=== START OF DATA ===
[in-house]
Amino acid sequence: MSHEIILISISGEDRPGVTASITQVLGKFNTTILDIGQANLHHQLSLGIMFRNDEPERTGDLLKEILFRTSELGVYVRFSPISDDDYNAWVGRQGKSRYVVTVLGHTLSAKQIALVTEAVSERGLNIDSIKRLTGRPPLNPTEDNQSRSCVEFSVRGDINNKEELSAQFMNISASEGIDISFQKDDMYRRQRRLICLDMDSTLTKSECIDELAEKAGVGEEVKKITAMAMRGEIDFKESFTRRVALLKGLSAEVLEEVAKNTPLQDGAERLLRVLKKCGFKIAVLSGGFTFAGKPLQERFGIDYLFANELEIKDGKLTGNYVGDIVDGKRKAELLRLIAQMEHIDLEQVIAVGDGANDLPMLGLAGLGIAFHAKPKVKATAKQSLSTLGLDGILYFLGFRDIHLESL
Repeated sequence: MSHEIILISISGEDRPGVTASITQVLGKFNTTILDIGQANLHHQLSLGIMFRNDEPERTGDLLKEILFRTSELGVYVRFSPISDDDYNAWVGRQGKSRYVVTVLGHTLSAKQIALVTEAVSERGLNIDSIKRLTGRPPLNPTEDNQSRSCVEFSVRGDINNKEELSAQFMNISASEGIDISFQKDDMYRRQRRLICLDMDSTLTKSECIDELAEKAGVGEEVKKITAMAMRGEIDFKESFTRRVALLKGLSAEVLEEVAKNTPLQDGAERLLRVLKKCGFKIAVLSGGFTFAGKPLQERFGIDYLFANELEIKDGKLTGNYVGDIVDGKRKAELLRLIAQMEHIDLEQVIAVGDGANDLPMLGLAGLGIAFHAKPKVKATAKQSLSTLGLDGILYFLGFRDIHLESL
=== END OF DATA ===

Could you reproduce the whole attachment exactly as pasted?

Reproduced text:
[in-house]
Amino acid sequence: MSHEIILISISGEDRPGVTASITQVLGKFNTTILDIGQANLHHQLSLGIMFRNDEPERTGDLLKEILFRTSELGVYVRFSPISDDDYNAWVGRQGKSRYVVTVLGHTLSAKQIALVTEAVSERGLNIDSIKRLTGRPPLNPTEDNQSRSCVEFSVRGDINNKEELSAQFMNISASEGIDISFQKDDMYRRQRRLICLDMDSTLTKSECIDELAEKAGVGEEVKKITAMAMRGEIDFKESFTRRVALLKGLSAEVLEEVAKNTPLQDGAERLLRVLKKCGFKIAVLSGGFTFAGKPLQERFGIDYLFANELEIKDGKLTGNYVGDIVDGKRKAELLRLIAQMEHIDLEQVIAVGDGANDLPMLGLAGLGIAFHAKPKVKATAKQSLSTLGLDGILYFLGFRDIHLESL
Repeated sequence: MSHEIILISISGEDRPGVTASITQVLGKFNTTILDIGQANLHHQLSLGIMFRNDEPERTGDLLKEILFRTSELGVYVRFSPISDDDYNAWVGRQGKSRYVVTVLGHTLSAKQIALVTEAVSERGLNIDSIKRLTGRPPLNPTEDNQSRSCVEFSVRGDINNKEELSAQFMNISASEGIDISFQKDDMYRRQRRLICLDMDSTLTKSECIDELAEKAGVGEEVKKITAMAMRGEIDFKESFTRRVALLKGLSAEVLEEVAKNTPLQDGAERLLRVLKKCGFKIAVLSGGFTFAGKPLQERFGIDYLFANELEIKDGKLTGNYVGDIVDGKRKAELLRLIAQMEHIDLEQVIAVGDGANDLPMLGLAGLGIAFHAKPKVKATAKQSLSTLGLDGILYFLGFRDIHLESL